1. This is the two screwdriver method but be VERY careful if you do this, it really is easy to mess up the piston.
2. Using a 90* pick to remove the piston ring.
3. The removed pistons on the bench, the front left is a before and the front right is an after cleaning. I just used a clean rag, brakekleen, and a fresh razor blade.
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Slomo

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Now you need to install four of the cylinder rings into their respective channels in the caliper. Use the supplied lube to place a generous coating at the rings and I like to put a very thin layer on the pistons themselves as well. You will probably run out of the grease supplied with the kit which is why I used some of my synthetic grease. This will prevent damage to the piston sealing ring on insertion of the piston. Put one piston boot on each piston in its groove and carefully push each piston all of the way in. Now gently work each boot over the metal ridge of the caliper that surrounds each cylinder. Take a metal ring and place one end of it against this ridge on top of the boot and work it onto the full circumference of each of the four pistons boots holding them to the caliper. I found that it is easiest to start with one end of the ring and work circumferentially around until the entire ring is on holding the boot to the caliper. Use a flat screwdriver to carefully push each ring to ensure it and the dust boot are completely on. You can now install your new or replace your old brake pads per FSM or FAQ and repeat on the second caliper.

1. This shows two cylinders cleaned with the one on the left empty and the one on the right with the new ring installed.
2. The piston with new boot installed.
3. Pushing the boot retaining ring on completely with a small screwdriver.


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Slomo

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The rear calipers are a little easier to get apart but have a few more parts to replace. Start by taking the caliper halves apart. You can simply slide the non piston side of the caliper off of the guide bolts or you can use a 17mm socket and remove the guide bolts. An air gun makes this very easy on the bench or you can break them loose in a vice or break them loose before removing them from the truck to hold the caliper steady. Take a towel and wrap it around the piston side of the caliper and use the air nozzle to blow the piston out as done on the front calipers. The rears are easier in this respect since they only have one piston to remove. Use a pick to again remove the cylinder ring and clean the cylinder and piston with brake cleaner like the front. Install the cylinder ring in the inner most channel and lube it and the piston with supplied grease. Take a piston boot and slide it over the piston past the channel it normally goes in on the piston till it almost comes off the inside end of the piston.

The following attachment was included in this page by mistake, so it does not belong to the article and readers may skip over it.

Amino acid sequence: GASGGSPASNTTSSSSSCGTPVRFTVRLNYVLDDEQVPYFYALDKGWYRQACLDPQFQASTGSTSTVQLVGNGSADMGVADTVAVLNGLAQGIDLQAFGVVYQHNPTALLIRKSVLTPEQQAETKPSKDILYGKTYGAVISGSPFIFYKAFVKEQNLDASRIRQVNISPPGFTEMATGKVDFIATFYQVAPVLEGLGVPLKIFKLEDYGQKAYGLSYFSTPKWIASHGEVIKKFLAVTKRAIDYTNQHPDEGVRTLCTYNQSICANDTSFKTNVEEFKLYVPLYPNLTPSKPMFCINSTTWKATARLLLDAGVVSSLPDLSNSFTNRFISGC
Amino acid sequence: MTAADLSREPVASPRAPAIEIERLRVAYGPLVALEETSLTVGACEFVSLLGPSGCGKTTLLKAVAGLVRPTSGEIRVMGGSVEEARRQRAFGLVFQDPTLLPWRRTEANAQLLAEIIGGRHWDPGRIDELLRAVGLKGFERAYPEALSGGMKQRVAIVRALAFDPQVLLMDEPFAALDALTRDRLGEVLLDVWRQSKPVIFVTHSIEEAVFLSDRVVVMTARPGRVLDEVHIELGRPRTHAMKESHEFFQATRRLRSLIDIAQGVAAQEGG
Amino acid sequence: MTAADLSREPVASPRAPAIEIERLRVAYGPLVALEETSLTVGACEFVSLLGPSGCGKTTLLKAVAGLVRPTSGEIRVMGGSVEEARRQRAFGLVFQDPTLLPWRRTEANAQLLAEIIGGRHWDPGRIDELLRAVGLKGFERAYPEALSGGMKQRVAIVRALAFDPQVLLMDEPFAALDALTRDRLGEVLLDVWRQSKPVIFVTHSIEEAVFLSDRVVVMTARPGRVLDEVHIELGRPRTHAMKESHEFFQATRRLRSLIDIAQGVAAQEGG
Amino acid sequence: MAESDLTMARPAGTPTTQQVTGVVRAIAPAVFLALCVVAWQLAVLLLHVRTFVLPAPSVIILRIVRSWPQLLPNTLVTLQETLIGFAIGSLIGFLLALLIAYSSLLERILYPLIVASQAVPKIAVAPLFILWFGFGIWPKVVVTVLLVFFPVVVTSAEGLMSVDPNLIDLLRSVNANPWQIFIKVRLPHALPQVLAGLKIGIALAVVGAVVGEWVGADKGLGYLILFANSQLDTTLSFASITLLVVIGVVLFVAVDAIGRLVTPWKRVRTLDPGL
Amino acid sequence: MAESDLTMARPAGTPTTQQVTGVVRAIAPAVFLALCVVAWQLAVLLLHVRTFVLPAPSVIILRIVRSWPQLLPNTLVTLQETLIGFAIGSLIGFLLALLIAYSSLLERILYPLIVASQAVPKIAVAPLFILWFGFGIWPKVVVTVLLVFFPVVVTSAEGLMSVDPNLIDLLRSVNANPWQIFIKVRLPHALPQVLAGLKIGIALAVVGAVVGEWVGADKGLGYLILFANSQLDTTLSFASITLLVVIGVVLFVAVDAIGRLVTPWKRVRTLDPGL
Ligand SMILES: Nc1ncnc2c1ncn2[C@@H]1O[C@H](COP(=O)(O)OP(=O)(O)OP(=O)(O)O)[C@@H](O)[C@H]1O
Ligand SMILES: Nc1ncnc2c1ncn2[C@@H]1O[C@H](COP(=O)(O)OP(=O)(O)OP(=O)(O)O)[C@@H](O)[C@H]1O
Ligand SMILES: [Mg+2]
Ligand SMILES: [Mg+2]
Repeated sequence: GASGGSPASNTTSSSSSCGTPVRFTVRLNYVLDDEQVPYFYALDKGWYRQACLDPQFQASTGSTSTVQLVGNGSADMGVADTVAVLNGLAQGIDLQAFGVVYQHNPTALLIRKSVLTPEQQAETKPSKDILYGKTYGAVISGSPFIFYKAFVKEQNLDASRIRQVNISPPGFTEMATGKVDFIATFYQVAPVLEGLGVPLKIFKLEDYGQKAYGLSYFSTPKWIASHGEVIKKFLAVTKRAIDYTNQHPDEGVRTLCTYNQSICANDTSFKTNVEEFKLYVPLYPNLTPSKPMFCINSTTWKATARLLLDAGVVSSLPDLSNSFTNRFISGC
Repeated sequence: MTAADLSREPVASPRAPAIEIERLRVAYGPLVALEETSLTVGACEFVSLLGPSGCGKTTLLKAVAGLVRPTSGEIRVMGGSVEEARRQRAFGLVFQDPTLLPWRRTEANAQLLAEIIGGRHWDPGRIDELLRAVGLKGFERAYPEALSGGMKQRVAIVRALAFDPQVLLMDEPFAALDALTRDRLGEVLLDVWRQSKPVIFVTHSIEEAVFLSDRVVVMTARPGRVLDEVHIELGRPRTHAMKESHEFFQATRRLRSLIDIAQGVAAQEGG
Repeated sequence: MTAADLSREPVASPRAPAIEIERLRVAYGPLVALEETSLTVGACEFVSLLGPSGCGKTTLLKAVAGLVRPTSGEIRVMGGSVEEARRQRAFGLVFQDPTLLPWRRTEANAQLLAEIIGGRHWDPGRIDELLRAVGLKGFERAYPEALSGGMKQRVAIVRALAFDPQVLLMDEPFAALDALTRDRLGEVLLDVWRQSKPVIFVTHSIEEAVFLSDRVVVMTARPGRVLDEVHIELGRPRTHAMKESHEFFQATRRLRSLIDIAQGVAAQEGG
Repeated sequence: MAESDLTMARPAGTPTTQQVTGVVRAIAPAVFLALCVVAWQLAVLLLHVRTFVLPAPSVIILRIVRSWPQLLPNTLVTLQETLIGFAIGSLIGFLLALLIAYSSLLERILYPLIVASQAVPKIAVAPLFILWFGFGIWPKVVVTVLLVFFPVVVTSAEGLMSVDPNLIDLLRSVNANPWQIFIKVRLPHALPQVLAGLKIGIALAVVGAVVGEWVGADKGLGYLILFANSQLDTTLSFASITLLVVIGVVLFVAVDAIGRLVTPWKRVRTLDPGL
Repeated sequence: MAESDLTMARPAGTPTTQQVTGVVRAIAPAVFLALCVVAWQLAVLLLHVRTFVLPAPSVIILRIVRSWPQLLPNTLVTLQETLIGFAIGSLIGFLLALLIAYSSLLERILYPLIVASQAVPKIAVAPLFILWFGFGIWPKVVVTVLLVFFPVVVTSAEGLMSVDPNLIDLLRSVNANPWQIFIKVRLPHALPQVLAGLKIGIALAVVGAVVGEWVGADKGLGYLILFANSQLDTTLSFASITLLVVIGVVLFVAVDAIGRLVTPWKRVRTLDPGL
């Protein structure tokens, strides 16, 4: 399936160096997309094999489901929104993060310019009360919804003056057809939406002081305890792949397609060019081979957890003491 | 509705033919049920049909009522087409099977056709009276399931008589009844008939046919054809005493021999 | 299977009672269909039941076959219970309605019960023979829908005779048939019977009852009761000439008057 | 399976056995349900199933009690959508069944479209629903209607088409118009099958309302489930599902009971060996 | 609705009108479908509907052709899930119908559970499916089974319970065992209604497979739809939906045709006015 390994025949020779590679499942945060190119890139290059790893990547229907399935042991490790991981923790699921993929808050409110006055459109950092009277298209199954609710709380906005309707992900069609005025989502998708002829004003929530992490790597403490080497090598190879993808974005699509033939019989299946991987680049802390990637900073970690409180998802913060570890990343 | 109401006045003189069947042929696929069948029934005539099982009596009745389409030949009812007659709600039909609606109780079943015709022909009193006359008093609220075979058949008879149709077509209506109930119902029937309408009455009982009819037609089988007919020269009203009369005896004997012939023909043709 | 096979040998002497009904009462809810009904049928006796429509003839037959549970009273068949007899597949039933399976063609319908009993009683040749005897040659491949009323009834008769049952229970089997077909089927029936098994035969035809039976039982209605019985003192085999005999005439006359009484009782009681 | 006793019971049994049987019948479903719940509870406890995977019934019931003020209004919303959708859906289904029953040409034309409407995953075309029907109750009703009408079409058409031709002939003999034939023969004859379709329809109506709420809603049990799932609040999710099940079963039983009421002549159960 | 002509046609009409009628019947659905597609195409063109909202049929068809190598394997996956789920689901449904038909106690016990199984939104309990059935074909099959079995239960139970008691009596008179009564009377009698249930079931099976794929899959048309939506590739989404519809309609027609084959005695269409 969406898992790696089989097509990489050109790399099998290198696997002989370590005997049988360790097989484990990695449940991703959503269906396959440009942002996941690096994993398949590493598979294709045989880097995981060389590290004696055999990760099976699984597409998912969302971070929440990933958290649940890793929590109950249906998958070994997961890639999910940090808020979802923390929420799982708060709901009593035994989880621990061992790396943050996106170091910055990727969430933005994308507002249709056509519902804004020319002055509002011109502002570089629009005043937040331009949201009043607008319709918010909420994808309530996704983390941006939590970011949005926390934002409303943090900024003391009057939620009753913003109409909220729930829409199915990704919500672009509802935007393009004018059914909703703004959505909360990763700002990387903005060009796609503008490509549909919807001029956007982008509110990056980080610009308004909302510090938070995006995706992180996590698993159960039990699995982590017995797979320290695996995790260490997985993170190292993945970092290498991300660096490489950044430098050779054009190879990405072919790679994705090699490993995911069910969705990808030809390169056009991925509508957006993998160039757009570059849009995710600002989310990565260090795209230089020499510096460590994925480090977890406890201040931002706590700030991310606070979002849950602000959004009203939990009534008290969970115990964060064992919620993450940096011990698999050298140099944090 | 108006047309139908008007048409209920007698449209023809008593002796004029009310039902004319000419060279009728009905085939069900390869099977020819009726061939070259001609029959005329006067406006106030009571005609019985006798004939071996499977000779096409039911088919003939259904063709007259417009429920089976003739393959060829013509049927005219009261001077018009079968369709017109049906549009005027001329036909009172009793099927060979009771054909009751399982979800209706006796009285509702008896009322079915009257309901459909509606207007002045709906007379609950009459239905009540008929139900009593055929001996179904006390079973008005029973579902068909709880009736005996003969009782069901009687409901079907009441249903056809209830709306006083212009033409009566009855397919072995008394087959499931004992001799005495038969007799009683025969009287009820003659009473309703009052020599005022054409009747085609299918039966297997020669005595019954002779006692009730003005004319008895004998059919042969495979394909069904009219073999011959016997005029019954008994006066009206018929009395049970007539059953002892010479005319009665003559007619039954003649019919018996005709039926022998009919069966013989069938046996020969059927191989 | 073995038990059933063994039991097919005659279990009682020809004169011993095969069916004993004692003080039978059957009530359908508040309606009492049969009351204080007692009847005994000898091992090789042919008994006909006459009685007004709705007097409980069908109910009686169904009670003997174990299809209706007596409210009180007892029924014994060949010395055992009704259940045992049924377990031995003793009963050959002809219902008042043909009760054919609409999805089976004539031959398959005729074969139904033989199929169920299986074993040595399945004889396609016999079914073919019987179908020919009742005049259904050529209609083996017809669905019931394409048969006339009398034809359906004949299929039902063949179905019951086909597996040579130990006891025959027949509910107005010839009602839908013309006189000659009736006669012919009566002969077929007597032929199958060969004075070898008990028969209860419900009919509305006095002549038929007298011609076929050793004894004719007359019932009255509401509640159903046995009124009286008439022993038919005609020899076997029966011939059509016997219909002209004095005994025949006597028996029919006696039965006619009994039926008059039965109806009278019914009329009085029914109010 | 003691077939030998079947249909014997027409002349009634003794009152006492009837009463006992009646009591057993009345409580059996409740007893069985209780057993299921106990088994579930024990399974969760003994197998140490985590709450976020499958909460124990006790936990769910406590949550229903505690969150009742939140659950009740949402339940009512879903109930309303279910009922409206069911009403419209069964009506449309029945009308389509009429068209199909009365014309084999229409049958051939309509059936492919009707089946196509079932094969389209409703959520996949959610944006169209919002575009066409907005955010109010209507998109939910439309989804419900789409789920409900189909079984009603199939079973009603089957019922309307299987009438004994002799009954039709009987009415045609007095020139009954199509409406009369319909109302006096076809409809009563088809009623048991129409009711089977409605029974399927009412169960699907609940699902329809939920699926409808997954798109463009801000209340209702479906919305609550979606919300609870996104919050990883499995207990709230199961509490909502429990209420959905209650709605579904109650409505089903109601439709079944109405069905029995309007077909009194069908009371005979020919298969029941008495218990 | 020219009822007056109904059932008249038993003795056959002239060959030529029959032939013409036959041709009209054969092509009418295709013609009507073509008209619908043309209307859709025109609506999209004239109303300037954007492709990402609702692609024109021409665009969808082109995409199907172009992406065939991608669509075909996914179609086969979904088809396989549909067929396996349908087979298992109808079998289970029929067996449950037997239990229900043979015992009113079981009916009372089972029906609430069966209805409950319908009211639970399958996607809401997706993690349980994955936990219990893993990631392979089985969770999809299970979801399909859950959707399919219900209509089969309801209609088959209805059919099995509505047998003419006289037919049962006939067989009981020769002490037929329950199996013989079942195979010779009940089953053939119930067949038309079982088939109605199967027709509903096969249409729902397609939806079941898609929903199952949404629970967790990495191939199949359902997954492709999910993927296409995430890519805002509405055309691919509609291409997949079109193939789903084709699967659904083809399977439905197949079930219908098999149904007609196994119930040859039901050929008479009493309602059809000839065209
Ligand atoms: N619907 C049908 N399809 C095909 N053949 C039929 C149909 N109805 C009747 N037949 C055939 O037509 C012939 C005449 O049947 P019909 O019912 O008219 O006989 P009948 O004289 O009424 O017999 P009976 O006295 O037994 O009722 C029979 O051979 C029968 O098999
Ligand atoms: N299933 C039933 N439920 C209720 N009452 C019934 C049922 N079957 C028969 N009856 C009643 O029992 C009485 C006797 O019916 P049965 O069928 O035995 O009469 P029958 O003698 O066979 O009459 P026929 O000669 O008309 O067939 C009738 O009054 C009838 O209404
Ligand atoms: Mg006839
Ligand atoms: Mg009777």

1. The two guide bolts loosened for removal.
2. The cylinder half and the removed piston.
3. You need the boot this far up for the next step, just before it comes of the end. Make sure you orient it correctly.


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Slomo

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Now hold the boot/piston up to the cylinder and work the lip of the boot into the outer channel of the cylinder wall. This is a bit tricky and takes some patience. You can use a small blunt object to push the last of the boot into the channel but be very careful not to cut the boot. I accidentally poked a hole in one of the boots but it is not a major deal as the ring placed in the caliper itself seals the piston and the boot just keeps dust out which it can effectively do with a small hole poked into it. I was able to work it in almost entirely with my fingers but I have small girly hands. :rolleyes: :eek:During this step you will have the piston and boot in your hand and the piston will not be in the cylinder at all until you get the boot in place in the outer cylinder channel. Without allowing the piston to slide out of the boot or the boot to pop out of its channel in the cylinder gently push the piston in with your finger tips. Do this very slowly and do not force it, if you do you can easily damage the boot or the cylinder wall. After getting the piston started in push it about half to two thirds of the way in and gently work the end of the boot around the piston into the channel in the brake pad end of the piston and push the piston the rest of the way into the cylinder.

1. This is how the boot and piston should look after you have the boot installed in it’s channel in the cylinder and the piston just started.
2. This is how it should look with the piston installed and fully depressed.
3. Removing the short dust boot.


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Slomo

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Now take the non piston side of the caliper and remove the small rubber button, short dust boot and the full length dust boot on the other side off and clean the guide bolts and small cylinders with brake cleaner. Take the dust boot and full length dust boot and install them into the small cylinders. The short one will go on easy but you may need to use a little Wd40 on the outer surface of the full length boot to get it to slide in. You can use a small blunt object to get the closed end to “pop” out the cylinder but be very careful not to poke through. It is best to wait to install the rubber button to close its respective small cylinder until the guide bolts are installed or else it might pop out due to the increase in air pressure. Use a q-tip to lube the inside of both of the small cylinders and boots as well as a thin film on the two guide bolts. Screw the two guide bolts by hand into the piston side of the caliper and gently push the other side onto the two guide bolts until the two boots “pop” onto the raised ridge of the bolts next to the other caliper half. You can then put the rubber button in its hole and you are done. Each rear caliper will have a large R or L on it to identify which side it goes on. The fronts do not have identifying marks but you can tell which is which by always positioning them so the bleeder valve is at the highest point.